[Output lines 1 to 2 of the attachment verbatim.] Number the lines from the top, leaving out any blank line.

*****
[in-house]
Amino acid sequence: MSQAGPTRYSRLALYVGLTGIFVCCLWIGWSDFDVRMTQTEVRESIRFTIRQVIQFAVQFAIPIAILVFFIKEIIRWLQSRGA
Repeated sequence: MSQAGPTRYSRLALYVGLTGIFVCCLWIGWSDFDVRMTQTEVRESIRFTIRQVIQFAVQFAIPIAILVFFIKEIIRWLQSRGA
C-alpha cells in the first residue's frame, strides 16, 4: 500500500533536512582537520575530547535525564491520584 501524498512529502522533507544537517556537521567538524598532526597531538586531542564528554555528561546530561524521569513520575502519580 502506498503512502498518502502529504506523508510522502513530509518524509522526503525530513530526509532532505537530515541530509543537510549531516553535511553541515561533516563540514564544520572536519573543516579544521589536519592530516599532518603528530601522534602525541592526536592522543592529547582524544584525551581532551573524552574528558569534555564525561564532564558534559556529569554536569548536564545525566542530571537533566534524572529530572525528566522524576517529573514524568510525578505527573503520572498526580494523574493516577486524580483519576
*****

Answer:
[in-house]
Amino acid sequence: MSQAGPTRYSRLALYVGLTGIFVCCLWIGWSDFDVRMTQTEVRESIRFTIRQVIQFAVQFAIPIAILVFFIKEIIRWLQSRGA